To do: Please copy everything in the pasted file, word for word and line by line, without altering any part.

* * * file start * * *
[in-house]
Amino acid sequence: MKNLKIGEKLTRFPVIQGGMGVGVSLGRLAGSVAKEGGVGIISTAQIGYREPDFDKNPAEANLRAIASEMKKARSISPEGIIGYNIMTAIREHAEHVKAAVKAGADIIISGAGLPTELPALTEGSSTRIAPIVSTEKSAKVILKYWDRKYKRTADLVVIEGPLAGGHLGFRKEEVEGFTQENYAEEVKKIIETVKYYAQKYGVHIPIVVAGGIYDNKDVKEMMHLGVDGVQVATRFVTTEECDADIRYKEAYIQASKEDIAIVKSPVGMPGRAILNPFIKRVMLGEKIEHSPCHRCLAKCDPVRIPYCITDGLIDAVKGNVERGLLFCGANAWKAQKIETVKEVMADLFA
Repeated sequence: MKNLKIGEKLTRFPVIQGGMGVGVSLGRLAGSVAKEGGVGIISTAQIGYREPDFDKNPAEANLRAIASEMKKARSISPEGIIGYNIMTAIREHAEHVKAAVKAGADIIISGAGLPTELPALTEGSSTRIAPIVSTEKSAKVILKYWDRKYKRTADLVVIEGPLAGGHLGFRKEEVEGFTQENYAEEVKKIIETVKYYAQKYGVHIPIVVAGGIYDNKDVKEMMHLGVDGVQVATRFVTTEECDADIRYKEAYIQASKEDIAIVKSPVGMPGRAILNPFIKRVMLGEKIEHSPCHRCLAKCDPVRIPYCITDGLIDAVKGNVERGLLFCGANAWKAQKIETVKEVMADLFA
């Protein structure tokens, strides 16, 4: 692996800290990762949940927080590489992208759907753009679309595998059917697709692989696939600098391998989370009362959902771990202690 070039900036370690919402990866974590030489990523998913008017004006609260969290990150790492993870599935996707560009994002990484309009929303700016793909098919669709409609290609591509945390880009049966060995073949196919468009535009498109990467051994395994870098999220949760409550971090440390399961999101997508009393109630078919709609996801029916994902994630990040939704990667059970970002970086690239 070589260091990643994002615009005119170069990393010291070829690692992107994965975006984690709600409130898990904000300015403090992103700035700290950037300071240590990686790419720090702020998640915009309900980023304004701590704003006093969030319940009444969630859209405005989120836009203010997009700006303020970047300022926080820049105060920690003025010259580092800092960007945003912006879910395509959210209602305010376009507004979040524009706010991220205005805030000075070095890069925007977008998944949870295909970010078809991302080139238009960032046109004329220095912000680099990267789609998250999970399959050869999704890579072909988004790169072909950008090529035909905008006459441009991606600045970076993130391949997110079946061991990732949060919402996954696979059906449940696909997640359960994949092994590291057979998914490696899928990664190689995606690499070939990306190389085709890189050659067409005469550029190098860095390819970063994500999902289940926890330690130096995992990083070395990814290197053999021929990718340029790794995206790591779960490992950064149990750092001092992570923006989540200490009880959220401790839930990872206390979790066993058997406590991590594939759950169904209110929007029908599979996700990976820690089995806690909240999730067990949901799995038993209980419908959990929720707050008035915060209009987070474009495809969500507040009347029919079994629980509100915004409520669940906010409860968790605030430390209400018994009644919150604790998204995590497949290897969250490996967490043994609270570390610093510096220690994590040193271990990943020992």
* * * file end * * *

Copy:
[in-house]
Amino acid sequence: MKNLKIGEKLTRFPVIQGGMGVGVSLGRLAGSVAKEGGVGIISTAQIGYREPDFDKNPAEANLRAIASEMKKARSISPEGIIGYNIMTAIREHAEHVKAAVKAGADIIISGAGLPTELPALTEGSSTRIAPIVSTEKSAKVILKYWDRKYKRTADLVVIEGPLAGGHLGFRKEEVEGFTQENYAEEVKKIIETVKYYAQKYGVHIPIVVAGGIYDNKDVKEMMHLGVDGVQVATRFVTTEECDADIRYKEAYIQASKEDIAIVKSPVGMPGRAILNPFIKRVMLGEKIEHSPCHRCLAKCDPVRIPYCITDGLIDAVKGNVERGLLFCGANAWKAQKIETVKEVMADLFA
Repeated sequence: MKNLKIGEKLTRFPVIQGGMGVGVSLGRLAGSVAKEGGVGIISTAQIGYREPDFDKNPAEANLRAIASEMKKARSISPEGIIGYNIMTAIREHAEHVKAAVKAGADIIISGAGLPTELPALTEGSSTRIAPIVSTEKSAKVILKYWDRKYKRTADLVVIEGPLAGGHLGFRKEEVEGFTQENYAEEVKKIIETVKYYAQKYGVHIPIVVAGGIYDNKDVKEMMHLGVDGVQVATRFVTTEECDADIRYKEAYIQASKEDIAIVKSPVGMPGRAILNPFIKRVMLGEKIEHSPCHRCLAKCDPVRIPYCITDGLIDAVKGNVERGLLFCGANAWKAQKIETVKEVMADLFA
């Protein structure tokens, strides 16, 4: 692996800290990762949940927080590489992208759907753009679309595998059917697709692989696939600098391998989370009362959902771990202690 070039900036370690919402990866974590030489990523998913008017004006609260969290990150790492993870599935996707560009994002990484309009929303700016793909098919669709409609290609591509945390880009049966060995073949196919468009535009498109990467051994395994870098999220949760409550971090440390399961999101997508009393109630078919709609996801029916994902994630990040939704990667059970970002970086690239 070589260091990643994002615009005119170069990393010291070829690692992107994965975006984690709600409130898990904000300015403090992103700035700290950037300071240590990686790419720090702020998640915009309900980023304004701590704003006093969030319940009444969630859209405005989120836009203010997009700006303020970047300022926080820049105060920690003025010259580092800092960007945003912006879910395509959210209602305010376009507004979040524009706010991220205005805030000075070095890069925007977008998944949870295909970010078809991302080139238009960032046109004329220095912000680099990267789609998250999970399959050869999704890579072909988004790169072909950008090529035909905008006459441009991606600045970076993130391949997110079946061991990732949060919402996954696979059906449940696909997640359960994949092994590291057979998914490696899928990664190689995606690499070939990306190389085709890189050659067409005469550029190098860095390819970063994500999902289940926890330690130096995992990083070395990814290197053999021929990718340029790794995206790591779960490992950064149990750092001092992570923006989540200490009880959220401790839930990872206390979790066993058997406590991590594939759950169904209110929007029908599979996700990976820690089995806690909240999730067990949901799995038993209980419908959990929720707050008035915060209009987070474009495809969500507040009347029919079994629980509100915004409520669940906010409860968790605030430390209400018994009644919150604790998204995590497949290897969250490996967490043994609270570390610093510096220690994590040193271990990943020992």